On 8 April, Microsoft will officially cut off support, service, and security updates for Windows XP. It's been a long time coming, but depending on where you stand, it's either overdue or absolute Armageddon. If you're just coming out of the Windows XP world and need help, here are some tips to help you get your bearings.
Whether you just preferred Windows XP, were forced to use it for compatibility reasons, or your company wouldn't upgrade, don't worry, there are still plenty of you left. We've talked about what end-of-support really means, and you have to consider your options now that the end is near.
Upgrading to Windows 7 or Windows 8, Microsoft's newer versions of the same operating system, make the most sense if you're familiar with the Windows world. Alternatively, there's always Linux if you want alternatives, the latter being especially true if you don't want to spend money on a new computer or operating systems.
In this post, we'll walk you through some of the ways you can get comfortable with all of these options, so wherever you go, you'll feel at home.
Check If Your Hardware Can Handle Upgrading
The first thing you should consider is upgrading to Windows 7 or Windows 8. Check Windows 7's system requirements here and Windows 8's system requirements here. If your computer meets those specifications, you can upgrade your current machine to a newer OS and (hopefully) not have to worry about performance problems.
The process of upgrading from Windows XP to Windows 7 or 8 can be tricky, so instead of trying to upgrade in place, we suggest you back up all of your data and do a clean install. That way you'll get a fresh start, and you can take all of your apps, settings and files with you.
If your computer isn't powerful enough to upgrade, that doesn't mean you're out of luck, or you should just stick with Windows XP. You could roll the dice by securing your Windows XP install as much as possible, or you could try to upgrade anyway. A RAM upgrade or an SSD can go a long way towards helping you over the performance hump. If you're not looking to spend money, now might be a perfect time to try Linux, and we'll talk about your options there a little later.
Whatever you do, make absolutely sure that you back up your computer. If something catastrophic happens, you're on your own. Back up your apps, too -- developers are focused on Windows 7 and 8, so if you can find an old installer, save it. Updates for XP-specific programs will be rare, if at all.
Choose Between Windows 7 And Windows 8
If you plan to stick with Windows, your next decision is the version you want to upgrade to. Windows 7 is well-loved, and you've probably heard a lot of negative stuff about Windows 8 -- but it's really not as bad as everyone claims. If you're worried about the big, bad, tabletified Start Screen in Windows 8, don't be. Think of it as a new Start Menu, one that you can easily get around or disable entirely. Apps like Start8 and Classic Shell bring the old familiar Start Menu back, and boot you right to your desktop, just as Windows XP or Windows 7.
As well, Windows 8 performs better than 7, which is ideal for people with older computers who need to upgrade. On the other hand, Windows 7 is much more like Windows XP, and even though Windows 8 has been out for a while, Windows 7 still has the biggest user and support community. You don't have to do much tweaking to get it working out of the box, and it may feel more familiar to someone upgrading from XP.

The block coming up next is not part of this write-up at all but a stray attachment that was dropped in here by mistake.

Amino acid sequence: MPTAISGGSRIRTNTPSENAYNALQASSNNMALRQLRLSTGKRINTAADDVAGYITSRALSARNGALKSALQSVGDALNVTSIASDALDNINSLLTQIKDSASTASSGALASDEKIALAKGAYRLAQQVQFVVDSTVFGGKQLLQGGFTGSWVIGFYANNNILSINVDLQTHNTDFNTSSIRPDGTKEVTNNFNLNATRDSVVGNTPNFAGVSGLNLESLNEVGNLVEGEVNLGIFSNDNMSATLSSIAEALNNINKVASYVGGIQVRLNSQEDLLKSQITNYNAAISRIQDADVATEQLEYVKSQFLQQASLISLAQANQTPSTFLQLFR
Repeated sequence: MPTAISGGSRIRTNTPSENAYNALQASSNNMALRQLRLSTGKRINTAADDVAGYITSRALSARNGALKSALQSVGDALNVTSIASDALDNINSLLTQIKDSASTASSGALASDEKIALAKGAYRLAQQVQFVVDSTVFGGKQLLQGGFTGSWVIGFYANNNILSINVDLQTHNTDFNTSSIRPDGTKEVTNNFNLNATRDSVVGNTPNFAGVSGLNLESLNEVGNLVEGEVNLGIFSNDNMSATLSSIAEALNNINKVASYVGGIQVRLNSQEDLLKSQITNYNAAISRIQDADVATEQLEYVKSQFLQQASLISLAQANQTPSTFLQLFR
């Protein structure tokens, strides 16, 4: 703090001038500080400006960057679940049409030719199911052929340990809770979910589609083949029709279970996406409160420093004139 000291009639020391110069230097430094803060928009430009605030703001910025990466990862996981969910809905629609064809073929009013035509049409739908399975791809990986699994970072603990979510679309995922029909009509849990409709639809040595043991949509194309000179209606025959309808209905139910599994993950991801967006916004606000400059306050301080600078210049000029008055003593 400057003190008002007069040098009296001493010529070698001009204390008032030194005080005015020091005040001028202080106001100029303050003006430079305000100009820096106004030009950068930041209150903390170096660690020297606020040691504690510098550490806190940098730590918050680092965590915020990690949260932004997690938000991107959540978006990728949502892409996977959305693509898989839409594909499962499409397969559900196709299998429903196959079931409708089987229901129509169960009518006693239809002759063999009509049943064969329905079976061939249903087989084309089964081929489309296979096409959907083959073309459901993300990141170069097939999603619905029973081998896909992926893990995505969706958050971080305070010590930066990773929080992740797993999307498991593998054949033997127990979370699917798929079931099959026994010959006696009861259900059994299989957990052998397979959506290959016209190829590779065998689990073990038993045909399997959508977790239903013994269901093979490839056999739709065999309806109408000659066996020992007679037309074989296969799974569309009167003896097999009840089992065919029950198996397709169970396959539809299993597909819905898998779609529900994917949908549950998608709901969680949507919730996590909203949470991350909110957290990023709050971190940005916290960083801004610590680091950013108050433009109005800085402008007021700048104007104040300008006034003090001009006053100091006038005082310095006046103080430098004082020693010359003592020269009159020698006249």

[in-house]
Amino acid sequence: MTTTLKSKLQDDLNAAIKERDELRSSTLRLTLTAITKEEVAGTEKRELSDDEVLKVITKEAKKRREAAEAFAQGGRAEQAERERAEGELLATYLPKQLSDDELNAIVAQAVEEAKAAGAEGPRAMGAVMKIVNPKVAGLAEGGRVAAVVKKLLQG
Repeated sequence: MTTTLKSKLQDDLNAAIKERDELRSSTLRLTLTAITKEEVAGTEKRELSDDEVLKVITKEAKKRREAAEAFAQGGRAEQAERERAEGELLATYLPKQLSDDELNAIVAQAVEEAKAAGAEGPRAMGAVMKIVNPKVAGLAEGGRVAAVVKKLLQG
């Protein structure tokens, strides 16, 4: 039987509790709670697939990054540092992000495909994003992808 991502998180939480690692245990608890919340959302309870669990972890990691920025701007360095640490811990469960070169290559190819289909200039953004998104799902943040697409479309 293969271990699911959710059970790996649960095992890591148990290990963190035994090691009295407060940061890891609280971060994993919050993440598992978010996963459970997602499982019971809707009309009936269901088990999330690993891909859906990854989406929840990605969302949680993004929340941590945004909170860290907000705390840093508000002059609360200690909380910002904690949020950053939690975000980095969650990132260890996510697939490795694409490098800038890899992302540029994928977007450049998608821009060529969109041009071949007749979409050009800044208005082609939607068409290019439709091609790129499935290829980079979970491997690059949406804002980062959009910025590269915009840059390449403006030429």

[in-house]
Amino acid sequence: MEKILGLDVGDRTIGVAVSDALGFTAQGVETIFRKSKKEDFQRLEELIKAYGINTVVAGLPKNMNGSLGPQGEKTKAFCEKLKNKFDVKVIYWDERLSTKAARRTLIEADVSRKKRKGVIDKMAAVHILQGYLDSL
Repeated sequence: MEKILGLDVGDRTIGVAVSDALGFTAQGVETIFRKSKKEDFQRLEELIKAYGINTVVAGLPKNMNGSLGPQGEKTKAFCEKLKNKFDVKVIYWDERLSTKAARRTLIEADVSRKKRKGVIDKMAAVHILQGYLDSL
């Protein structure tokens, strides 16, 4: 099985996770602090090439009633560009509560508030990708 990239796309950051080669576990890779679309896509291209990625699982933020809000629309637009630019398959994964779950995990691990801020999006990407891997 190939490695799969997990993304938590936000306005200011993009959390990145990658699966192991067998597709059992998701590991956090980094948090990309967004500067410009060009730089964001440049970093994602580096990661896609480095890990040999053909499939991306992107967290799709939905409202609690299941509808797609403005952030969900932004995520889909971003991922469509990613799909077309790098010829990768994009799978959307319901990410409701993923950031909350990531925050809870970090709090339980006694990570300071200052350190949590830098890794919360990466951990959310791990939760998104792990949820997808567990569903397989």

We're not about to settle this debate here -- there are merits to both sides, and the only one who can decide is you. Look at screenshots and videos of your favourite apps in each OS. Check out their best features, and make the call that's right for you.
Use Windows' Built-In Utilities To Ease The Transition
Regardless of the version you choose, there are some built-in tools and tweaks you can use to optimise performance and smooth the transition:
- Use Compatibility Mode for older programs: The good news is that your XP applications should run without a problem in Windows 7 and 8, even without updated versions. If you do have problems though, Windows 7 and 8 can run specific apps as if it were an XP machine. Microsoft has instructions on how to do this for Windows 7 here and for Windows 8 here.
- Use XP Mode for apps that just won't work: When Windows 7 launched, it came with "XP Mode", essentially a bundled version of Windows XP and ran in a virtual machine just in case you had apps that just wouldn't work in Windows 7. If you're upgrading to Windows 7, you can still make use of it as a last-resort for stubborn apps. If you're moving to Windows 8, we have a trick that lets you use it in Windows 8, too.
- Bypass the Start Screen and use Classic Shell: We mentioned this above, but apps like Classic Shell in Windows 8 will give you the Windows experience you're used to -- that is, no scary Start Screen, and when you boot up, you go right to your desktop, with your familiar icons and everything.
- Disable Aero and Glass effects to improve performance: Whether you want an XP feel or you're light on CPU or RAM, disabling Aero and Glass -- the effects that give you translucent windows and fancy visual effects in Windows 7 -- can speed things up nicely. This guide over at How-To Geek explains how to do it. (Windows 8 users can skip this since glass only exists in Windows 7.)
- Consider webapps to save money and boost performance: If you're worried about spending money, or about whether your PC can handle a newer version of Microsoft Office, for example, maybe a switch to Office 365 is in order, or it's time to move to Google Docs instead. Switching to webapps that run in your browser (or, in Chrome's case, can even look like desktop apps ) and are lighter on system resources can save you money and take a load off your PC. They're not always a perfect replacement, but don't count them out: the benefits are often well worth the drawbacks.